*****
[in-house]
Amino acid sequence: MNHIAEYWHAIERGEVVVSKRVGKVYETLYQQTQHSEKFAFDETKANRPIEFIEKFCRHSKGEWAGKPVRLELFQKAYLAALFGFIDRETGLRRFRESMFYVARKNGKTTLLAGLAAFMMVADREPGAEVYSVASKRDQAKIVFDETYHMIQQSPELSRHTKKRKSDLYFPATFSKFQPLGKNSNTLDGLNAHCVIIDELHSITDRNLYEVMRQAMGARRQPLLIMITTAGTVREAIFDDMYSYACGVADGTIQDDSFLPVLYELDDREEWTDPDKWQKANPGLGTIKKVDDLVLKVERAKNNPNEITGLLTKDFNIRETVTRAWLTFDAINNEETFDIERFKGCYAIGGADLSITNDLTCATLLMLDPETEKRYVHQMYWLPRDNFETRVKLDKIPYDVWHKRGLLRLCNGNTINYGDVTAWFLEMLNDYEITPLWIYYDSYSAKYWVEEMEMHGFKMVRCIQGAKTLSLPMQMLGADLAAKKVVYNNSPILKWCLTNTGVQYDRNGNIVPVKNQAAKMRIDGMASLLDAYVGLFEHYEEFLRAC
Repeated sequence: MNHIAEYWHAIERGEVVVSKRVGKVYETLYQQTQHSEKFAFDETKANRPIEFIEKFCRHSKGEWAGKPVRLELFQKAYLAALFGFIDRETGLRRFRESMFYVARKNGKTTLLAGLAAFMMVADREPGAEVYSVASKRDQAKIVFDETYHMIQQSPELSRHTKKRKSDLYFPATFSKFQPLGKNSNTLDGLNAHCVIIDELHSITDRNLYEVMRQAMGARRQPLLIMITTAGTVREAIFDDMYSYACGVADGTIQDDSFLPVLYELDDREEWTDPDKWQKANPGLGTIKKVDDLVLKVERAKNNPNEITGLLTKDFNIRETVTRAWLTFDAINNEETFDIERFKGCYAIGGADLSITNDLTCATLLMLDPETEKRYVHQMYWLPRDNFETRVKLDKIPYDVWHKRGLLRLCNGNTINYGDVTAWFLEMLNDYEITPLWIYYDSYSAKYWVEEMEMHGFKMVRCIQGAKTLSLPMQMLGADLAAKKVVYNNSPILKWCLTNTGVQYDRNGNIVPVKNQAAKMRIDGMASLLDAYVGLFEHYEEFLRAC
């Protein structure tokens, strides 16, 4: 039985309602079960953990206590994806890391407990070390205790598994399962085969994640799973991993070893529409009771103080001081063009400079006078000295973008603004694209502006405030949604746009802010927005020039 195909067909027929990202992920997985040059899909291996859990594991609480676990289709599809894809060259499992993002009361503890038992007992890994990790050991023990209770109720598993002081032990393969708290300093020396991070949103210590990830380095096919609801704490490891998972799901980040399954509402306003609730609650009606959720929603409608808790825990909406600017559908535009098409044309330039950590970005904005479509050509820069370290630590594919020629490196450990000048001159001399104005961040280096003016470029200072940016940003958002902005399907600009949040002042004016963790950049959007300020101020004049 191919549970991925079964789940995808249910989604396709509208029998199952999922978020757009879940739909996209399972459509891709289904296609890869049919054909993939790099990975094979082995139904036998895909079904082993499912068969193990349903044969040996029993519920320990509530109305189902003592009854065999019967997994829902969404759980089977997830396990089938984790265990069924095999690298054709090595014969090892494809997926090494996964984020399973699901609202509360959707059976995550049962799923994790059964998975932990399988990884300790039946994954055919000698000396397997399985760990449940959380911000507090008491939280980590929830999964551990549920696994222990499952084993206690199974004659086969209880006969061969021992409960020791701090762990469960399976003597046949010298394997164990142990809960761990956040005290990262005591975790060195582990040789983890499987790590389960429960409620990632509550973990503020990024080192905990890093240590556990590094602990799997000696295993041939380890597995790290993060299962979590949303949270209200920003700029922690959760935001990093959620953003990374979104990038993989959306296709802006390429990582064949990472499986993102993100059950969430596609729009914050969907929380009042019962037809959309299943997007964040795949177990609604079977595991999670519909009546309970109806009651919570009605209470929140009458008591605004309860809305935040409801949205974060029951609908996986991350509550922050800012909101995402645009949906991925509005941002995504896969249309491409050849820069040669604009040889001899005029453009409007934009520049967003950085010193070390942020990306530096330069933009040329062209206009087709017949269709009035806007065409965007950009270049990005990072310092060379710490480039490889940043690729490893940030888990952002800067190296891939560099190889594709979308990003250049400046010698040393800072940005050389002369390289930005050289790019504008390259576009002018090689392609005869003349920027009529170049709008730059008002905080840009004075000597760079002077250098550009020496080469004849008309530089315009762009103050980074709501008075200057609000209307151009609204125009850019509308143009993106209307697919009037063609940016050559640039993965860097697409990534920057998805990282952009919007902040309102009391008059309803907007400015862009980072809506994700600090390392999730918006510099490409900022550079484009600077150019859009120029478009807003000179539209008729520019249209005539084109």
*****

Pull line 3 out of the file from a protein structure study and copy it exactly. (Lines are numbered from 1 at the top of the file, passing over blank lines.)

Repeated sequence: MNHIAEYWHAIERGEVVVSKRVGKVYETLYQQTQHSEKFAFDETKANRPIEFIEKFCRHSKGEWAGKPVRLELFQKAYLAALFGFIDRETGLRRFRESMFYVARKNGKTTLLAGLAAFMMVADREPGAEVYSVASKRDQAKIVFDETYHMIQQSPELSRHTKKRKSDLYFPATFSKFQPLGKNSNTLDGLNAHCVIIDELHSITDRNLYEVMRQAMGARRQPLLIMITTAGTVREAIFDDMYSYACGVADGTIQDDSFLPVLYELDDREEWTDPDKWQKANPGLGTIKKVDDLVLKVERAKNNPNEITGLLTKDFNIRETVTRAWLTFDAINNEETFDIERFKGCYAIGGADLSITNDLTCATLLMLDPETEKRYVHQMYWLPRDNFETRVKLDKIPYDVWHKRGLLRLCNGNTINYGDVTAWFLEMLNDYEITPLWIYYDSYSAKYWVEEMEMHGFKMVRCIQGAKTLSLPMQMLGADLAAKKVVYNNSPILKWCLTNTGVQYDRNGNIVPVKNQAAKMRIDGMASLLDAYVGLFEHYEEFLRAC